THE RISE AND FALL OF THE GREAT ANADAMANESE
It is said that the demon does not strike only once, it comes back.
There are four ancient indigenous communities living in Anadaman Islands since time immemorial. One of these communities is Great Andamanese (Negrito Stock) which were originally ten different tribes but due to various reasons their population dwindled and therefore, they are now collectively called Great Andamanese. Great Andamanese at one point of time numbered more than 10,000. By 2006 they are reduced to just 43 people out of whom only 27 were adults (11 males and 16 females) and rest were children. In January 2010, the oldest surviving member of the community ‘Boa Senior’ died, and with that the population has stagnated at 50 individuals now.
1858 was that fateful year when the self-sufficient and non-interfering Great Andamanese came in contact with the real outsiders. Though they had occasional encounters or skirmishes with outsiders in their territory like Jarawa people (another Negrito community) of the South Andamans and the weather weary sailors of the shipwrecked ships. But it was not so much fatal as it was 1858 onwards. This was the year when British imperialists arrived in Andaman and Nicobar Islands to extend their colonial tentacles in the Indian Ocean.
In the same year, the British started building the vast penal settlement at Port Blair and also their administrative seat at Ross Island, near Port Blair.
The Great Andamanese had never seen such significantly different outsiders as the British colonizers. That’s why they named them Lao in their language (Colorless Ghosts).
The year passed with a lot of bloodshed and the 10 different tribes of Great Andmanese community resolved their differences and planned a major attack on the intruders in their territory.
In 1859 they attacked the British Police Post at Aberdeen Bazaar at Port Blair in full force but their attack was foiled and the Great Andamanese were mercilessly killed by the barrage of bullets. This battle later went down in history as the ‘Battle of Aberdeen’. Their distrust in outsiders became more pronounced when they came to know, that the escaped Indian convict (Named Doodhnath) from the Cellular Jail, to whom they had become friends and was given shelter by them, had switched sides before the battle and informed his colonial masters about the impending battle.
In the years to come, British colonizers led many punitive expeditions in which a number of Andamanese were killed. They forcibly transported Santhal and Munda people from Central-Eastern India (Now Jharkhand & Bihar) to help clear the marshy forest and lead the expeditions. Now locally called ‘Ranchi people’, they were excellent ground clearers and helped them find the hiding Great Andamanese families. Later this expedition groups were named Bush Police.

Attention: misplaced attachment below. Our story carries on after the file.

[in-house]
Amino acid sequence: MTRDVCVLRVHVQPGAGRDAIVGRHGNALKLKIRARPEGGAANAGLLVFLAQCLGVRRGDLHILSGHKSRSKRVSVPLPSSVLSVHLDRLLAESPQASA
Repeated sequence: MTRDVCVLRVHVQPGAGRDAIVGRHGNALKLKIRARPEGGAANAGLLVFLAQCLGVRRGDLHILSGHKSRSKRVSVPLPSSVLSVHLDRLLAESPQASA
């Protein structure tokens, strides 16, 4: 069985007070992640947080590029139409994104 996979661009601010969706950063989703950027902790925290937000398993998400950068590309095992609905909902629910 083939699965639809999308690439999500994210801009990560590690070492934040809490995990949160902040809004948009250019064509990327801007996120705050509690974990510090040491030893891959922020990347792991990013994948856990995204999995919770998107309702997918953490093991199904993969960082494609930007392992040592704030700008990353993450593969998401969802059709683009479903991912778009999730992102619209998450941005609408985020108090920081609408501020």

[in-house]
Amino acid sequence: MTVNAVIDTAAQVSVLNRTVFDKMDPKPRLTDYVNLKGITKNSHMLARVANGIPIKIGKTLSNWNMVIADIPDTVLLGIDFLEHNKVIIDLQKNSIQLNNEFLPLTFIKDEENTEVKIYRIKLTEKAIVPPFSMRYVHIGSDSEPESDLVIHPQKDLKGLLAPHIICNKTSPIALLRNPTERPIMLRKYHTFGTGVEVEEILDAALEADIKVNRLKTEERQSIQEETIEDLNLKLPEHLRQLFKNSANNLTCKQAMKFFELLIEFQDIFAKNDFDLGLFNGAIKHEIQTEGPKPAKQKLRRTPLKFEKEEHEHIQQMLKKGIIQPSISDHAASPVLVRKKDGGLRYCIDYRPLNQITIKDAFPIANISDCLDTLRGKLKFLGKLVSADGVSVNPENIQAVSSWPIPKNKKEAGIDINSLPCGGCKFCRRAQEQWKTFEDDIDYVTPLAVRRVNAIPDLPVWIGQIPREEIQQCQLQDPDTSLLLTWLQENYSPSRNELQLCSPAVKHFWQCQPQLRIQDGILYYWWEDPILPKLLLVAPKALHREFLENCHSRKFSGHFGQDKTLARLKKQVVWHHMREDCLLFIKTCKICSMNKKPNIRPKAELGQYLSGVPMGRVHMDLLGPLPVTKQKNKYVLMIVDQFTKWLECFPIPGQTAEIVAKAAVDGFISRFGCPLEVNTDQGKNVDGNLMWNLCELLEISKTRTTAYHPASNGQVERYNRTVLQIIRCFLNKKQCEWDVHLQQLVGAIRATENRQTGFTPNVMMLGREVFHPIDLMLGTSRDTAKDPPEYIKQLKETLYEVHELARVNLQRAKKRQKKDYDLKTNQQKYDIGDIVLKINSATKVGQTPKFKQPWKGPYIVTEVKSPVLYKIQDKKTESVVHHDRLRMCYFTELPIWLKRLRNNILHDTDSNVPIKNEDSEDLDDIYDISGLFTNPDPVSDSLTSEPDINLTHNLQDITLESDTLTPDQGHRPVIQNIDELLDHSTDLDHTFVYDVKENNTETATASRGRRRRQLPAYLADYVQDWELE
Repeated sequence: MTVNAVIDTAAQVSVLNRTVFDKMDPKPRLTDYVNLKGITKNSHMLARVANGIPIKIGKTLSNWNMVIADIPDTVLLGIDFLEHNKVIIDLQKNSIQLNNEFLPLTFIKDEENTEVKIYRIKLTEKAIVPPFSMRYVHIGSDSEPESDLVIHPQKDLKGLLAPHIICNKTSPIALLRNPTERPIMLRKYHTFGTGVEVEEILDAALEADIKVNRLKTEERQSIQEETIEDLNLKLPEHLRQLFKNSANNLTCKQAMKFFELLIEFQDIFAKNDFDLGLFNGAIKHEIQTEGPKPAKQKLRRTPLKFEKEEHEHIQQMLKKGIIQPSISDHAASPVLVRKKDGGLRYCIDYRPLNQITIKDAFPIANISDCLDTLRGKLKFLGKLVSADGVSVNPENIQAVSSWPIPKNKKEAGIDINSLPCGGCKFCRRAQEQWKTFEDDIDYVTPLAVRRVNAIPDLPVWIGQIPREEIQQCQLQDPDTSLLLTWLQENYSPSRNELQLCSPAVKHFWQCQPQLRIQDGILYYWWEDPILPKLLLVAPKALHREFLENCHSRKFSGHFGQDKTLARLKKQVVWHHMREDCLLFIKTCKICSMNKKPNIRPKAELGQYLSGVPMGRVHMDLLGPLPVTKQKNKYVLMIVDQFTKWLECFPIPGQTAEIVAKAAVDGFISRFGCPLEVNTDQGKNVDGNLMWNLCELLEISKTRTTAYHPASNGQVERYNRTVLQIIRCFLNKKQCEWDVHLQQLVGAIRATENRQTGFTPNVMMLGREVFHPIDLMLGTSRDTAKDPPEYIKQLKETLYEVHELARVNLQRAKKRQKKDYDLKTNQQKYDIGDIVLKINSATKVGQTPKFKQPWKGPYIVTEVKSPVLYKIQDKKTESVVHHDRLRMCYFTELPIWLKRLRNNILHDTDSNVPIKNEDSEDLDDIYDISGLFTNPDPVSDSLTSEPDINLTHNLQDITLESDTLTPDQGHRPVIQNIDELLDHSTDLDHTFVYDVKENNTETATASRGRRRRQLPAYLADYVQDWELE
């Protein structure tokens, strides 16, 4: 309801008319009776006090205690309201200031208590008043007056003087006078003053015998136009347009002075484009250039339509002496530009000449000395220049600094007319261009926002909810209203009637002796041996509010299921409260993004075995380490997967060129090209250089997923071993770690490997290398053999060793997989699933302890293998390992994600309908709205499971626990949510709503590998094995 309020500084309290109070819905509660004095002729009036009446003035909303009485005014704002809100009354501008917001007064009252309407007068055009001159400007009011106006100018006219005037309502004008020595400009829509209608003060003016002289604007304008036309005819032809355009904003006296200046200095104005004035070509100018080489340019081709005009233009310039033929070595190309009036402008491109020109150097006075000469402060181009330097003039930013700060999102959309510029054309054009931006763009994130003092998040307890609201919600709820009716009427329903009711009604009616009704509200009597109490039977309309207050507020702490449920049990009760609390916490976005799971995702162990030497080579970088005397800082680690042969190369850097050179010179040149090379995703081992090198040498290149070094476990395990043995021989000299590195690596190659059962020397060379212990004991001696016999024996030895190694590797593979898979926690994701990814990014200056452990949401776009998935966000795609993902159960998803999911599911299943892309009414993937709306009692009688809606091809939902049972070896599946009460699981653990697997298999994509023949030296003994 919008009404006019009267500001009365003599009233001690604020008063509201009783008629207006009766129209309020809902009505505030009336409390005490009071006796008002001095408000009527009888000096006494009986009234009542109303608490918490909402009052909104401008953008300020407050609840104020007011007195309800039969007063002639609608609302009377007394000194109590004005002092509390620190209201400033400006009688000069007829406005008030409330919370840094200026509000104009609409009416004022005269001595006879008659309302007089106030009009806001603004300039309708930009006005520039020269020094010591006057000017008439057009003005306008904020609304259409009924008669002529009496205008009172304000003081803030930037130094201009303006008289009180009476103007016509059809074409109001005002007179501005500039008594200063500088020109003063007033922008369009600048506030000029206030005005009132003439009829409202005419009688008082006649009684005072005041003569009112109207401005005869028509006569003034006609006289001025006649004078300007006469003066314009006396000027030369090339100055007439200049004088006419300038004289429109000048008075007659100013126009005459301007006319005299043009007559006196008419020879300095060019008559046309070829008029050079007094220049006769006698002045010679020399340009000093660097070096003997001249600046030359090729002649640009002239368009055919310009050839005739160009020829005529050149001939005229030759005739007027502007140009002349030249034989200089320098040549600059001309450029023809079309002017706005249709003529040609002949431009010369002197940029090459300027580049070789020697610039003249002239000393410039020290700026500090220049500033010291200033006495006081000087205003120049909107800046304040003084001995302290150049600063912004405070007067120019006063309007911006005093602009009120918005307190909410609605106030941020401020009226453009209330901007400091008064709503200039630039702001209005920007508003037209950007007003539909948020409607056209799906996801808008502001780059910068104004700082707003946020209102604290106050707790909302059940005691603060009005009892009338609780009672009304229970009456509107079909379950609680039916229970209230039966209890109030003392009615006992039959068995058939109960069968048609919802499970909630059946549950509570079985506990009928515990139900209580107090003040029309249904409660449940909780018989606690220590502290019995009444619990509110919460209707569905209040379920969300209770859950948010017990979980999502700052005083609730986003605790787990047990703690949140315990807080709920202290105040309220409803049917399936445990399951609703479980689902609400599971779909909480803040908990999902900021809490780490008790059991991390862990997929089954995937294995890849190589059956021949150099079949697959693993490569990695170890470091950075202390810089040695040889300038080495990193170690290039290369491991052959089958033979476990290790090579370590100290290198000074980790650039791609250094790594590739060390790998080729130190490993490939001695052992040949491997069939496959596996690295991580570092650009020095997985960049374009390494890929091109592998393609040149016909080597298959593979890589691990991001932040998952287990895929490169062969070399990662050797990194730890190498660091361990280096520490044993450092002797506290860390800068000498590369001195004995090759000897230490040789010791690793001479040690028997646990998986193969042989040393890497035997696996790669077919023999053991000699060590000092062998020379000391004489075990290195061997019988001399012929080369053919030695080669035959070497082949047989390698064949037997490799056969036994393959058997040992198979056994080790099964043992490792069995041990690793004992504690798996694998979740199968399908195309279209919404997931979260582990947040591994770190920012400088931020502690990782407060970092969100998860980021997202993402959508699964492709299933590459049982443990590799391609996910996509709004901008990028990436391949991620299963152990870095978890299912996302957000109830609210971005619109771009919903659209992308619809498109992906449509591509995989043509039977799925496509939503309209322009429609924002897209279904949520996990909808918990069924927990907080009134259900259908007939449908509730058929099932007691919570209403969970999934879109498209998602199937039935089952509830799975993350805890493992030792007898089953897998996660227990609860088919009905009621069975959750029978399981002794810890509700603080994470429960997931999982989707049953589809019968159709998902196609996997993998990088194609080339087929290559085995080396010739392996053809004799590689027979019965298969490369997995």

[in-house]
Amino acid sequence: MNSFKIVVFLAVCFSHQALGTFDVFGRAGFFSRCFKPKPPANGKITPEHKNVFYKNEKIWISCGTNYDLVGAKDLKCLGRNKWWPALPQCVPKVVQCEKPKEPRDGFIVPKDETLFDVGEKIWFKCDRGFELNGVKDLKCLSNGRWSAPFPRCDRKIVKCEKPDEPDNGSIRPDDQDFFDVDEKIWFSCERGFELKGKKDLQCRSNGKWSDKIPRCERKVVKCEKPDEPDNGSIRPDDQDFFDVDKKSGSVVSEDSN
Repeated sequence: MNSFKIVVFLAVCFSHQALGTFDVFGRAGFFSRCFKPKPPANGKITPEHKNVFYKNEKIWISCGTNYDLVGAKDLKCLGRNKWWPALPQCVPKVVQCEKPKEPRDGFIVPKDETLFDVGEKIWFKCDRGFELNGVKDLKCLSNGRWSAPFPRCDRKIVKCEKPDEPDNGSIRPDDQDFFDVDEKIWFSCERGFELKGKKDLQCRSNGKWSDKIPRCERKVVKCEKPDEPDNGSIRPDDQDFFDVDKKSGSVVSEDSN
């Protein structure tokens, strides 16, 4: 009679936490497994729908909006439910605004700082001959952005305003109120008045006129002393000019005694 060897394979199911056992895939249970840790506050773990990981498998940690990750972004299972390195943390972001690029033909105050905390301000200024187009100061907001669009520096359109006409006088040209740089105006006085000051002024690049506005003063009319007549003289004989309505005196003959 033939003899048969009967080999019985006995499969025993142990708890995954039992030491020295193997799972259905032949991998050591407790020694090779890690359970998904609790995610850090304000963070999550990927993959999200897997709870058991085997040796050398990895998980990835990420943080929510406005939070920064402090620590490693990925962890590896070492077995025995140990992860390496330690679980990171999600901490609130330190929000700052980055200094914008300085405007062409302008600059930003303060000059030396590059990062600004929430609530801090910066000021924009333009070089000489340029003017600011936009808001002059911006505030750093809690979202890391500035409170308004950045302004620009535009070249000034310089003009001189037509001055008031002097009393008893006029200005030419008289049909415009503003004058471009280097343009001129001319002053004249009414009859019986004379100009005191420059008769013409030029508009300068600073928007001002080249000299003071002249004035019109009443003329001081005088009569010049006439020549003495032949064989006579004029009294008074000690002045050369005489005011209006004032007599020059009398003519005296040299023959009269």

Finally in front of this indomitable enemy, the Great Andamanese lowered their arms and extended their hands of goodwill. But by that time the population of the Great Andamanese had decreased considerably. Their total population, which was more than 7000 before the outsiders arrived, dwindled to 3500 by the time of friendly contact with the colonizers.
This friendly contact which was more favorable to colonizers than the Great Andamanese, also brought new types of enemies in the guise of epidemics, unknown diseases and addictions. The ranks of the colonial force developed sexual liaisons with the Great Andamanese women, who eventually contracted venereal diseases like Syphilis etc. This resulted in various untimely deaths among the Andamanese men and women.
The extent of the epidemic was so much gruesome that even the colonizers wanted to fight it by sending the Great Andamanese back to the forest.
But it was too late by that time; the Great Andamanese had also developed addiction of modern vices like opium, marijuana, liquor etc from the company of Indian and Burmese and Karen laborers. This led to further decline in their population from the outbreak of diseases like tuberculosis and cholera.
Their increasing reliance on foreign food also led to further decline in their health and immunity.
By the end of the 19th century their population has reached the bottoms and when in 1930, a head count was conducted there were less than 20 Great Andamanese left.
After India’s independence they were camped at Bluff Island (1949) by the forest department which led to certain stability in their population.
In 1969 they were finally settled at Strait Island (1969) and their population was around two dozen at that time. Someone aptly named Strait Island as ‘Government Breeding Center’, as the gradual increase in population began from there.
In the year 2006 the total Great Andamanese population numbered more than 43 and in 2010 more than 50, thanks to the ‘efforts’ of the tribal welfare and police department.
Almost every Great Andamanese woman of reproductive age has more than 6 children and when you inquire this from the Great Andamanese men, they mostly deny their complicity about it.
It is startling but sad revelation that, except a few almost all Great Andamanese children today are from non-Andamanese fathers. In fact the Andaman Tribal Welfare Department has taken pride in showing that, it’s due to their ‘efforts’ the Great Andamanese population has achieved this momentum.
As a matter of fact, it is also necessary for their existence cause who will they cater to if there are no Great Andamanese left. They say that those children are sent by God’s hand.
Yes it is true here but only that the God has changed name here. It has come in the form of outsiders.
God or the Demon again?
PS: Year by year the last remains of this ancient culture and civilization is vanishing. I wonder how this could be stopped or reversed, so that Andamans does not become a linguistic and cultural graveyard.